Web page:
The exhibition space becomes a large installation of colored, electroluminescent wire tubes (according to their year of implantation) arranged horizontally and at different heights on the room’s floor, which draw a three-dimensional underwater layout of the twenty one submarine cables that connect our geography with the rest of the planet. All of the cables implanted in a same year have a similar color, allowing a quick identification, and are constructed with a transparent, glass tube through which a line of light circulates; a rhizome of colored threads with a dynamic flow of intensity and fluctuation.

The floor installation connects to the corner of the gallery through a channel that houses all of the colored cables in order to be distributed neatly through the gallery’s vertical plane and generate, throughout its path, a "timeline" of this connectivity map’s growth. Each cable will go to its corresponding year of implantation, and it will feed a light screen, almost like a computer monitor where, separated from the geographical ensemble, the cables constructed on that year are decontextualized, with the aim of visualizing them in their lineal description, along with their geographical coordinates, next to the data key that conceptualizes the installation. A total of ten screens, represent the years during which there has been activity in the construction of submarine cables in our country, and they construct a timeline that runs through three walls of the gallery, establishing a visual continuity and a temporal space within the exhibition set. Finally, a sound landscape of underwater cables will wrap the whole introducing the viewer to an almost aquatic and metallic scenery. Esther Pizarro


ESTHER PIZARRO (Madrid, 1967) holds a PhD from the Complutense University of Madrid, Spain, and she is also professor at the European University of Madrid, Spain. The interest in the city and how the human beings move, perceive and identifie themselves in urban areas is the epicenter of her research. Mobility maps, cognitive cartographies, imagined topographies, architectural prosthesis that colonize everyday objects are some of the series in which the artist has worked in the past fifteen years. Her reflection on the cartographic models takes her works towards an understanding of the body as landscape and as topography. In her most recent works, landscape and plant elements form a new dialectic in the binomial city-nature. Her latest installations explore visualization of complexity in the contemporary city: mobility, connectivity between cities, polycentric urban systems, and data from urban profiles, are some of the topics covered.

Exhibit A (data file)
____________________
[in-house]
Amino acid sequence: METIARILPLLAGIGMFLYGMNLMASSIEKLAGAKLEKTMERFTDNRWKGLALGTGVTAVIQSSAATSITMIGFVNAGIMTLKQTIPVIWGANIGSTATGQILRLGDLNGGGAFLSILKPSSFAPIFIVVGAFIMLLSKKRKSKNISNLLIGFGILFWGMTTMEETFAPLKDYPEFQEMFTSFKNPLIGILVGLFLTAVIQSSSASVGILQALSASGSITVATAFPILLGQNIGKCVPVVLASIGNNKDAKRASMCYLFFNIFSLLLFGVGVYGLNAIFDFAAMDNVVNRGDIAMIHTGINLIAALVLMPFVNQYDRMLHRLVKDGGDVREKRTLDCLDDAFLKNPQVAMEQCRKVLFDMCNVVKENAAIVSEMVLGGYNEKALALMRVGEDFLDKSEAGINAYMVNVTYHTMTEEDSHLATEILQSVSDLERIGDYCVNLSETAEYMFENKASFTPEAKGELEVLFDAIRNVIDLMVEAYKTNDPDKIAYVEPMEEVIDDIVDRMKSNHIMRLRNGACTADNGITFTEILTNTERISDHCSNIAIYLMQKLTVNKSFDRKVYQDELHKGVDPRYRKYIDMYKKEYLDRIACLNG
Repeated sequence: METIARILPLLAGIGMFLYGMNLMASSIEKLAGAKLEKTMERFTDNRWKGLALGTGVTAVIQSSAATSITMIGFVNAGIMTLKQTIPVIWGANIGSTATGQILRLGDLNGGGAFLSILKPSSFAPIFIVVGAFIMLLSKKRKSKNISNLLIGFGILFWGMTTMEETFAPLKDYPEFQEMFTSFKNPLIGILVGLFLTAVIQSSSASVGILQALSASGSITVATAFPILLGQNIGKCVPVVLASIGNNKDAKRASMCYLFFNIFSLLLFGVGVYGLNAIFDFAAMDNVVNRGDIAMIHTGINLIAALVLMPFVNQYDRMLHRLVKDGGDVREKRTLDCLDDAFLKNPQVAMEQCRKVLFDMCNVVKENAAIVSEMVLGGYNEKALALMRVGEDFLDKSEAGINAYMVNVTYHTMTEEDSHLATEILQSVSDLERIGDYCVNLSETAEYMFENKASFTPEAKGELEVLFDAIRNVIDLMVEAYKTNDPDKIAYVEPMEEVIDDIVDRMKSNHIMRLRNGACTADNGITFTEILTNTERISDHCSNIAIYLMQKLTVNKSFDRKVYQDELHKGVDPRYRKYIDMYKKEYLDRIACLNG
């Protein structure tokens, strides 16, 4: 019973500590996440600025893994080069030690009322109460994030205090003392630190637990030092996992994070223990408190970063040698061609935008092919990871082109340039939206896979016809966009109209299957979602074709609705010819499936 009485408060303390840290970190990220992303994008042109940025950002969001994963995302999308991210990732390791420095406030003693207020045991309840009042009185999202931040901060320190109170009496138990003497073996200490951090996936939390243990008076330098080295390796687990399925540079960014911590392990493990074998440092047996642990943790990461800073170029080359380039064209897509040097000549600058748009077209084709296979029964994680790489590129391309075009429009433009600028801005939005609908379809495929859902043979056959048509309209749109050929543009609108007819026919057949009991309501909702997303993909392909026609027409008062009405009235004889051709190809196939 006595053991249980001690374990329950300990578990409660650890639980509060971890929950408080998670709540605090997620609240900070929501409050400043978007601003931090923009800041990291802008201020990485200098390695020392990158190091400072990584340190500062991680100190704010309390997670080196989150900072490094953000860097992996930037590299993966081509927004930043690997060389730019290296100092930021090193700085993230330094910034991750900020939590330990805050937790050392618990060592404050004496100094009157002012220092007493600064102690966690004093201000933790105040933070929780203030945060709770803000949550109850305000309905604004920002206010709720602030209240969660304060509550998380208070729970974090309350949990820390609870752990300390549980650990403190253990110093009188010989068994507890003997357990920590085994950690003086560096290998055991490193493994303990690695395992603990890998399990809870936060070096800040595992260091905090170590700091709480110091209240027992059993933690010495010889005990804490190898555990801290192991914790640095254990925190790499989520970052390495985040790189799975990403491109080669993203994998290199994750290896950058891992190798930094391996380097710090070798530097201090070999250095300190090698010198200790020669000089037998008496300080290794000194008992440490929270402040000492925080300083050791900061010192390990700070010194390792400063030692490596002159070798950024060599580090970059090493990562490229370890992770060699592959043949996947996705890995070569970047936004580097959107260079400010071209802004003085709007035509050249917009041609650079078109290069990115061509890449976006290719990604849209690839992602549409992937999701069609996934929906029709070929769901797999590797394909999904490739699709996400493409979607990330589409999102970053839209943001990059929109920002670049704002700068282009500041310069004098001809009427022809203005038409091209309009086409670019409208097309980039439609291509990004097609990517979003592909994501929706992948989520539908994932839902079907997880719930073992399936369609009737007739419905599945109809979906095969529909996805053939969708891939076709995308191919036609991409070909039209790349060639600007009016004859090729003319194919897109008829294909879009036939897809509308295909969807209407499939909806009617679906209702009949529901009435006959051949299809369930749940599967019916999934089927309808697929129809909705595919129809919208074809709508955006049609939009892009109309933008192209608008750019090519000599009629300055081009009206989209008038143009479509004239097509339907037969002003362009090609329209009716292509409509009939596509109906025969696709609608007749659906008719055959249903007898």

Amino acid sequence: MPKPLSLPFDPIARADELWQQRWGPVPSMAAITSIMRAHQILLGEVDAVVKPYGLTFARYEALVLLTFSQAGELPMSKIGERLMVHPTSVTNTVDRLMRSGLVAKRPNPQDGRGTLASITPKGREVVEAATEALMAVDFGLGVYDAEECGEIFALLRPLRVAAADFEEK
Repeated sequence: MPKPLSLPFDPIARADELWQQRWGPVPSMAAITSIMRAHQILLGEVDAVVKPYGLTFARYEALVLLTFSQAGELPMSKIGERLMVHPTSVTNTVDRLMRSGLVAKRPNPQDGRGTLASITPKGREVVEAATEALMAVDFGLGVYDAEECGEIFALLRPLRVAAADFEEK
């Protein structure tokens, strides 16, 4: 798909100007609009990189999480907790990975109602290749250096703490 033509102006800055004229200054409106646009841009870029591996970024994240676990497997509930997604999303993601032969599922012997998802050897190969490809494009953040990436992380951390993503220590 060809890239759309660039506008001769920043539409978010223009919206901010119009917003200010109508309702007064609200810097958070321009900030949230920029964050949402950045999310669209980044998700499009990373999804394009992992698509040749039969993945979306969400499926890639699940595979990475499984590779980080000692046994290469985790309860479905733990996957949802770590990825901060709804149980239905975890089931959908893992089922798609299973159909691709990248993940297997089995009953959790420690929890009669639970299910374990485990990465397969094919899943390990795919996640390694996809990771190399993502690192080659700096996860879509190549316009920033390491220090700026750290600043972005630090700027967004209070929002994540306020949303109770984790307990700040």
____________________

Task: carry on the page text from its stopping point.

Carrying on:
She has been awarded with a scholarship by the Pollock-Krasner Foundation in New York, the Academy of Spain in Rome and the College of Spain in Paris. Between 1996 and 1997, she resides at the United States with a postdoctoral fellowship from the Fulbright Commission and the Ministry of Education and Culture of Spain. She has exhibited individually and collectively outside and inside of our country: Matadero Madrid; Hospital de Sant Pau, Casa Asia, Barcelona; San Telmo Museum, San Sebastian; Real Casa de la Moneda, Segovia; Art Center Tomás y Valiente (CEART) of Fuenlabrada; Barjola Museum Gijon; Circulo de Bellas Artes in Madrid; Spain Pavilion of the Venice Biennale of Architecture and Cultural Center of Spain in Lima, Peru and Ponce+Robles Gallery. In the recent years, she has made numerous art installations and interventions in public spaces, whether temporary or permanent, as at the Shanghai World Expo, the Expo Zaragoza, Pradolongo Park in Madrid, the Palace of Exhibitions and Congress in Merida or the West Lake Park in Hangzhou, China. Her work is represented in collections such as the Academy of Rome, IVAM Institut Valencià d'Art Modern, Ministry of Foreign Affairs, Ministry of Environment and Collection Caja Madrid, among others.

This project was financed by the VEGAP Assistance and Cultural Fund in the XX call for Visual Creation Proposals 2016